Three hundred ninety-three (92.9%) health workers had received at least one supportive supervision focused on health information system in the last six months of the survey period. Likewise, 297 (70%) of health workers were mentored at least once in the last 6 months of the survey period. Out of those health workers supervised in the last 6 months, 194(49.4%) were supervised once, 160(40.7%) were supervised twice, and 39 (9.9%) have been supervised three or more times (Table 1).
Knowledge of data management and use
Six out of ten of the health workers had good knowledge of the reasons for collecting and using aggregated disease data (59.1%) and aggregated immunization data (62.2%). The majority of health workers (85.1%) had a strong understanding of why aggregated geographic data is collected and used, as well as the purposes of population or demographic data (75.7%). Eight out of ten health workers (81.1%) had an excellent understanding of data quality aspects, while 58.6% had a good understanding of data quality improvement measures (Fig. 2).
Promotion of information use in the workplace (decision-making climate)
A majority of health workers agreed that organizational decisions were made based on evidence and data (72.6%), history/what was done in the previous periods (73.3%), health sector strategic objectives (74%), health needs of the catchment population (71.9%), relevant cost of interventions (71.2%), and taking inputs from relevant staff (69.7%). Overall, two-thirds (67.1%, 95% CI 62.6, 71.5) of health workers agreed that the organizational decision making climate was favorable (Table 2).
Information use promotion by facility managers or supervisors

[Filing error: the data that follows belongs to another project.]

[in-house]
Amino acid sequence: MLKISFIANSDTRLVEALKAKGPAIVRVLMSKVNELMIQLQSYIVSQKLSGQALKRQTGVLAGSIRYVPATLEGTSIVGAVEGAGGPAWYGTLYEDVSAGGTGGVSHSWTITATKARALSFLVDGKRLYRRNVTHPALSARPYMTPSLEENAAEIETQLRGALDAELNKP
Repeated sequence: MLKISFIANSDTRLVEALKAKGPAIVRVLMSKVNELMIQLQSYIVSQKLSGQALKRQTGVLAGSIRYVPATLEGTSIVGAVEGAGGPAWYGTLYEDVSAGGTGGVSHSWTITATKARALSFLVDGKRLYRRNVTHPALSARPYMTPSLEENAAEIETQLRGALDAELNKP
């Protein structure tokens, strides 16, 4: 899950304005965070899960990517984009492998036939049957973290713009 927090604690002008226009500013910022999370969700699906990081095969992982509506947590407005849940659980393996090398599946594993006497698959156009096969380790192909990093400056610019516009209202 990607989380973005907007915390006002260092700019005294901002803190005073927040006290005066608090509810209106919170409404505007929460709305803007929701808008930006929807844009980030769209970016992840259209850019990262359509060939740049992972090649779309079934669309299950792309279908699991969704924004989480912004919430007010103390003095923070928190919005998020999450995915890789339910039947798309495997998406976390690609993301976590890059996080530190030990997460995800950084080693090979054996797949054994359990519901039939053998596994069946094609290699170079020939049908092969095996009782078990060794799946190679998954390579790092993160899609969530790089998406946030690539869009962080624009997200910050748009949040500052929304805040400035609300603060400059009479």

Majority of health workers agreed that health institution managers or supervisors seek inputs from relevant staffs (71.2%), emphasis data quality procedures to be followed during data management (68.3%), promote health information system feedback mechanisms (70.4%), and ensure that performance data are reviewed and discussed in the regular meetings (64.1%). Overall, two-thirds of health workers (65.5%, 95% CI 60.9, 69.9) agreed that RHIS promotion by facility managers or supervisors was favorable (Table 2).
Promotion of information use by facility staffs
A majority of the health workers agreed that department staff in their health institutions complete RHIS tasks (69%), display commitment to ensure data quality and evidence-based decision making (68.1%), are held accountable for poor performance (74.7%) and prepare data visuals showing achievements toward targets (72.1%). Overall, seven out of ten (71.9%, 95% CI 67.4, 76.0) of health workers agreed that department staff had a favorable information use promotion culture in their health institutions (Table 3).